So I wrote at the beginning that I’ve been living in a fantasy world. Past tense. I’m emerging from it and I have been for years. It’s been a gradual and painful process of growing up and understanding how the real world works, intermingled with a few sharp growth spurts, some head-out-of-the-sand moments that have catapulted me into reality and brought me back to earth with a bump.
It’s been a process of understanding I can’t have everything I want, that reality doesn’t work like that. Of learning I sometimes have to make difficult, painful choices and compromises that involve letting go of the thing I didn’t choose. Of understanding miracles don’t always happen, that I will feel physical and emotional pain, that my body will only heal if I do my bit to help and that hard work and commitment are vital if I want to complete anything.
A process of coming to know that I have to take responsibility for my finances, advertise my workshops and write to prospective clients and that my book will only get written if I sit down every day to write it. Of grasping the fact that mortgages need to be paid off and unexpected stuff happens so it’s best to do some contingency planning.
A process of becoming aware that natural conception and childbirth are uncommon in your 40s, that motherhood is maddening and tiresome at times, that all toddlers have tantrums and meltdowns and most teenagers go through a period of disliking their parents intensely. A process of understanding that relationships aren’t long sunny holidays – they require commitment, compromise and conversations that will frighten me to death.
I’m sad I lived in fantasy for so long but I don’t blame myself and nor does it surprise me. I missed out on some vital life lessons along the way and I know it has something to do with developing addictive, compulsive behaviours from a very young age. I didn’t mature in the way I was supposed to, so I’m having to mature now.
Maybe I created a fantasy land as a way of escaping a reality I didn’t like and of running away from painful feelings I didn’t know how to cope with. Perhaps I was conditioned to think in this way, to think something or somebody would come along to fix me, save me, rescue me or discover me; to think someone or something would mend my financial affairs, write my book for me, take me away from “all this”, transport me to a different, happier land.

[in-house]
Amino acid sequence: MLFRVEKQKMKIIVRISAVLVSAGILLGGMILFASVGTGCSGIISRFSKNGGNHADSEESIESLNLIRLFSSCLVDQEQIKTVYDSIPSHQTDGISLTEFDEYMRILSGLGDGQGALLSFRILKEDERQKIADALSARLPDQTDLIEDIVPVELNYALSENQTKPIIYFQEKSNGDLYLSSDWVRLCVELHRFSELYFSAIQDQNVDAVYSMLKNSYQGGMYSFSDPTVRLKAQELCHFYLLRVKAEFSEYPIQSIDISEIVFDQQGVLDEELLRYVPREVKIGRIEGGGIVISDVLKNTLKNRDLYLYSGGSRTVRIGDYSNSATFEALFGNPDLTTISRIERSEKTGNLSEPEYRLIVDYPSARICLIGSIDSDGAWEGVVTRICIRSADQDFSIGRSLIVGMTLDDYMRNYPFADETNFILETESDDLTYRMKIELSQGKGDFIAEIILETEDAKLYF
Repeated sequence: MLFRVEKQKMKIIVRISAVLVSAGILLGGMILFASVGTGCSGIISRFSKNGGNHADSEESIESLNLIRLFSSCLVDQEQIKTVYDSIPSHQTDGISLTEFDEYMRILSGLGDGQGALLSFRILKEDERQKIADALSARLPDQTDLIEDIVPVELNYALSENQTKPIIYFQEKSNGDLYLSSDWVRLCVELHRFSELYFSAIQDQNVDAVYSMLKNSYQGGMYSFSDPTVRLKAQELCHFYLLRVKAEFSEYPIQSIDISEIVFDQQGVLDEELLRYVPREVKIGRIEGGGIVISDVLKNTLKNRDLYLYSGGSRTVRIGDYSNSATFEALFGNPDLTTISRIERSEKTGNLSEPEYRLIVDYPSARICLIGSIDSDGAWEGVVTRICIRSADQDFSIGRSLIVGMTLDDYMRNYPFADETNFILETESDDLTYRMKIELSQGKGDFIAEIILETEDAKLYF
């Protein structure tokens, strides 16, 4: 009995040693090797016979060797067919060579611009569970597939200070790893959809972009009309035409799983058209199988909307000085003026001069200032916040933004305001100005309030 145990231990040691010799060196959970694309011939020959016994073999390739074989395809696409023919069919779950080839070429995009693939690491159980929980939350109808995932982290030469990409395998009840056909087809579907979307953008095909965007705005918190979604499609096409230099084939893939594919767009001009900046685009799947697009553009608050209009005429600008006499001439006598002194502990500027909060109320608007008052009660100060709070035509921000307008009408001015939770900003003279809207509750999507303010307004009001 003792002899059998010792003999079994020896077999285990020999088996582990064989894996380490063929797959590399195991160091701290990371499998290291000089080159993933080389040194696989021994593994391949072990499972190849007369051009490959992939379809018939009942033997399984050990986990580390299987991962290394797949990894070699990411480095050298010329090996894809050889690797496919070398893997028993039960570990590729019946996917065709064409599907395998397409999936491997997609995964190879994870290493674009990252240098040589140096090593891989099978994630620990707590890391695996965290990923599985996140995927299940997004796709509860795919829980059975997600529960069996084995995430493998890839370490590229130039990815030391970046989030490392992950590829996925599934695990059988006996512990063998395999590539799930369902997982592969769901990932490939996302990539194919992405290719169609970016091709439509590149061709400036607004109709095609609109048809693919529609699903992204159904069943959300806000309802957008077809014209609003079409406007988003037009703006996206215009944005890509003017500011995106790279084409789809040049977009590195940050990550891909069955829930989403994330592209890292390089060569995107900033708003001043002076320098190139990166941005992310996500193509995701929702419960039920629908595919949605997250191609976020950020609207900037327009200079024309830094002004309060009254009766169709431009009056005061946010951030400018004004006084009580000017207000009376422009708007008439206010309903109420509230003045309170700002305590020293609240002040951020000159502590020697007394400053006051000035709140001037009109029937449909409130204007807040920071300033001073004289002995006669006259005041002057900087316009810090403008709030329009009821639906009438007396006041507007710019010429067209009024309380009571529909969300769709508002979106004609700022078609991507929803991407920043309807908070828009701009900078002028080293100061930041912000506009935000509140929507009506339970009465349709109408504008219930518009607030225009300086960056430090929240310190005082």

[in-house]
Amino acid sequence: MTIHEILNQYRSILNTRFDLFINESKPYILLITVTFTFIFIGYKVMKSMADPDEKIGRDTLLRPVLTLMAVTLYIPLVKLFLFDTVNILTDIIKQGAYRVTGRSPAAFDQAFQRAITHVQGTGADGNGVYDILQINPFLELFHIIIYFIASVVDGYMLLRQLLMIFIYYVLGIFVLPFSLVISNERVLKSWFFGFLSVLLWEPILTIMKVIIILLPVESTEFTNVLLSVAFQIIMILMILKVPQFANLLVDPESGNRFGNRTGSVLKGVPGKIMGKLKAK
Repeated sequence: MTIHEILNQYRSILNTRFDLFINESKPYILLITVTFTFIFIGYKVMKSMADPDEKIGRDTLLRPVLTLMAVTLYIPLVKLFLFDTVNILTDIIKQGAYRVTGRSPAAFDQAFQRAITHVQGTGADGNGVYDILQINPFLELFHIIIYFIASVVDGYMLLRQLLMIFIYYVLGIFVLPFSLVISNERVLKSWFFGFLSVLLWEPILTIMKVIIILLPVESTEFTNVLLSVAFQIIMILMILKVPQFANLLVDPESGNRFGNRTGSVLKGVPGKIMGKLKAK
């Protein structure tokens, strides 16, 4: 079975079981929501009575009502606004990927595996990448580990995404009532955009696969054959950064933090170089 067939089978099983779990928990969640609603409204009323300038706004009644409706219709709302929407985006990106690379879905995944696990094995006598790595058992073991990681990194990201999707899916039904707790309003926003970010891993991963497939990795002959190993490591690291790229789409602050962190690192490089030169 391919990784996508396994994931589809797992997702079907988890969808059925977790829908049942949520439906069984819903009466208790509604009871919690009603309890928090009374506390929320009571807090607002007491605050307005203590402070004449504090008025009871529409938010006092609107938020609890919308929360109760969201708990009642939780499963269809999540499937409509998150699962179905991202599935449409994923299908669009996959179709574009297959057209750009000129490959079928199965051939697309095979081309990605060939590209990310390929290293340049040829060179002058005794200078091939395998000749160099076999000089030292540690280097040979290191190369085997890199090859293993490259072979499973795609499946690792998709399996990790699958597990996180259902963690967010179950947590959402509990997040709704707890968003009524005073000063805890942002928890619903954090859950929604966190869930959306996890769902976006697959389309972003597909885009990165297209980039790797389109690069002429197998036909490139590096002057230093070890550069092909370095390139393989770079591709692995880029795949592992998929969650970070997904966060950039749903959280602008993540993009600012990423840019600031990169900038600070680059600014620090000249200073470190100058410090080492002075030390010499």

Yes, that’s the crux of it. I grew up believing that happiness was over there – over there where you are, in that big house by the sea with its nice cars and speed boats, in that family with the mum and dad and two kids, in that job you do or that publishing deal you’ve got. I grew up believing in a fantasy – an unattainable fantasy of a perfect man, job, home and family life. I saw them everywhere and sometimes I still do – those “perfect” lives, husbands, kids, careers, bodies and so forth.
But today I understand the problem with this fantasy thinking is I don’t appreciate what I have, I don’t appreciate the happiness I’ve got.
So for today, I acknowledge that happiness isn’t over there. It’s in here, inside me. And I commit to giving thanks for that and for all the good stuff that’s going on.
At the same time, I let go of the idea of some magical big fix and I commit to doing the work (I’ve just dowloaded Steven Pressfield’s book Do the Work – but I’ll read it quickly and make sure I actually do the work!). I commit to taking responsibility, to choosing, deciding and finishing what I start (it appears losing interest in projects and moving on to the next big idea is typical of creative people). I commit to saving money, paying the mortgage, getting places on time and living in reality.
I do this in the knowledge that while it’s important to be grounded in reality, I can aspire to some really great things and that miracles of sorts do happen. Perhaps not in the way I expect them to, but they do happen. I, for one, have changed in miraculous ways.
I also commit to working wholeheartedly when I’m at work, resting wholeheartedly when it’s time to rest, and playing wholeheartedly when it’s time for fun.
And I commit to promoting my upcoming free workshop. So at the risk of repeating myself, do take a look at the flyer and do come along – Saturday April 25th, 2-4:30, St Mark’s Church, N4 3LD. It would be lovely to see you there.